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A new report from Exterro and FTI Consulting projects the e-discovery industry is going to hit $19 billion by 2023, up from $10 billion last year, as demand for technology and services is soaring.

The report also shows robust activity across the industry, noting that the number of investments, mergers and acquisitions in the space jumped from 24 to 44 between 2017 and 2018. The study, titled 'The State of E-Discovery 2019 Report,' examined the state of the emerging legal sector and highlighted trends, relevant legislation and case law.

“The challenges facing legal and e-discovery teams are broadening as the intersection of e-discovery, data security, and data privacy increases,” reads the report. “But embracing technologies and effective business processes can give legal teams exciting new capabilities to address these challenges.”

Globally, two landmark pieces of legislation, the General Data Protection Regulation (GDPR), which governs how organizations collect and use data of citizens of the European Union, and the California Consumer Privacy Act (CCPA), which has bolstered residents rights with respect to their data, are likely to be key factors influencing the direction of the industry, according to the report.

Further, 10 additional states have introduced similar legislation, and Sen. Ron Wyden (D-OR) has introduced a draft “Consumer Data Protection Act” as “a growing number of US technology giants are calling for a domestic version of GDPR.” But, striking a balance between users’ rights and protecting sensitive information may require a good deal of finesse. “Despite the major risks of non-compliance with privacy regulations, cybersecurity still remains the top concern for information governance teams,” reads the report.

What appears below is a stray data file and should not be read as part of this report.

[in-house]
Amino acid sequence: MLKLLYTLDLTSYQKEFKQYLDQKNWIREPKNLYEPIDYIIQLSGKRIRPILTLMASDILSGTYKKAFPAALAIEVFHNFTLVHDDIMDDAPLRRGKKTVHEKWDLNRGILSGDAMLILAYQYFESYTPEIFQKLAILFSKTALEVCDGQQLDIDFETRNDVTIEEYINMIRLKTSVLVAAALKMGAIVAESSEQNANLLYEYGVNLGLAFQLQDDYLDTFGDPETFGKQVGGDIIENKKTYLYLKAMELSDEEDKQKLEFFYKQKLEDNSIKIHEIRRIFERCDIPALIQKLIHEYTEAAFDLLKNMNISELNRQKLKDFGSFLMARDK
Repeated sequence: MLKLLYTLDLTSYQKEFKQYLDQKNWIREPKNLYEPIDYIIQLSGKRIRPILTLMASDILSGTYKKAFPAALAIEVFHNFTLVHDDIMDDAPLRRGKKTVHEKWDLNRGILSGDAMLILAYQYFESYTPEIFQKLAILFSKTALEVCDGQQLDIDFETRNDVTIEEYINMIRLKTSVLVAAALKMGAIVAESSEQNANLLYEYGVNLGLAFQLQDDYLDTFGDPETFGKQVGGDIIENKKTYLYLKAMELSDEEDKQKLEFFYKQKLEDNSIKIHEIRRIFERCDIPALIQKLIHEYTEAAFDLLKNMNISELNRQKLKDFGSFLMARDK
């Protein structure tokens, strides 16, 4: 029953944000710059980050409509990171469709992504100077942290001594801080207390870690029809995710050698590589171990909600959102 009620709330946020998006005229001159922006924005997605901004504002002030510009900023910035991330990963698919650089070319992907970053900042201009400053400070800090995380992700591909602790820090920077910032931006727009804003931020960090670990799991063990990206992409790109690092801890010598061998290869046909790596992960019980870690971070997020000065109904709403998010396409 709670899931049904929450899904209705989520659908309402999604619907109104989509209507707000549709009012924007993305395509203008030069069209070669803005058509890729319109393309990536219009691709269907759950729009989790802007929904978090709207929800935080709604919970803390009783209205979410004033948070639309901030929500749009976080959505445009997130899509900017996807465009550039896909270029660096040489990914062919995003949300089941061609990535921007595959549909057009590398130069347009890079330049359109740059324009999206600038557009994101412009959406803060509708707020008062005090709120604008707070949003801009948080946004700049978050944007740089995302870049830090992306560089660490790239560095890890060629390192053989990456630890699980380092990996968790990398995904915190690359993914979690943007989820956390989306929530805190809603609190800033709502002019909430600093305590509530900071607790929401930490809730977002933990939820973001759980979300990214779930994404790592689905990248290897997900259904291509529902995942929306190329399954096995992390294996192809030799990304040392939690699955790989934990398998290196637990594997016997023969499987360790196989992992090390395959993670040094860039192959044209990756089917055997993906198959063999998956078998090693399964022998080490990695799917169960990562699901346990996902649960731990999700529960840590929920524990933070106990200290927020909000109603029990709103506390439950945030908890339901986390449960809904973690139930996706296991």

From Twitter
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“While the challenges of document review vary from day-to-day, six fundamental challenges appear to be common to all legal departments dealing with the discipline of #eDiscovery during document reviews.” https://buff.ly/2PSaq8i #LegalTech

Another key trend in e-discovery is an increased reliance on alternative legal service providers over law firms. According to the report, legal services providers are pulling in more money spent on e-discovery than law firms to the tune of 33% to 23%. In that vein, lawyer management of e-discovery is also down, with attorneys managing the process for only 34% of in-house legal departments, a number down 8% between 2017 and 2018.

Where Do Judges Stand?

According to the report, more than 1 in 5 judges reported feeling they should “act as an ‘active e-discovery case manager.’” As such, 56% said a separate case manager who promptly addresses issues as they arise is preferable. Another report from earlier this year found judges have reported an overall improvement in e-discovery “competence,” perhaps reducing the need to mitigate conflicts altogether. Reportedly, “lawyers who have appeared before the judges in the past year exhibited ‘an adequate level of knowledge’ 56% of the time, with only 18% lagging,” according to previous coverage of that survey from Progressive Law Practice.

Georgetown Law and Exterro Partner in e-Discovery Education Initiative

A new “legal thought leadership educational initiative” called edTalks, will feature discussions surrounding best-practices and cutting edge ideas and concepts, according information from Exterro. The 15 minute talks will be moderated by Mollie Nichols of Hogan Lovells, Nancy Patton at Exterro and David Greenwald of Jenner & Block. The next webcast is set for September 18, at 1 p.m. EST.

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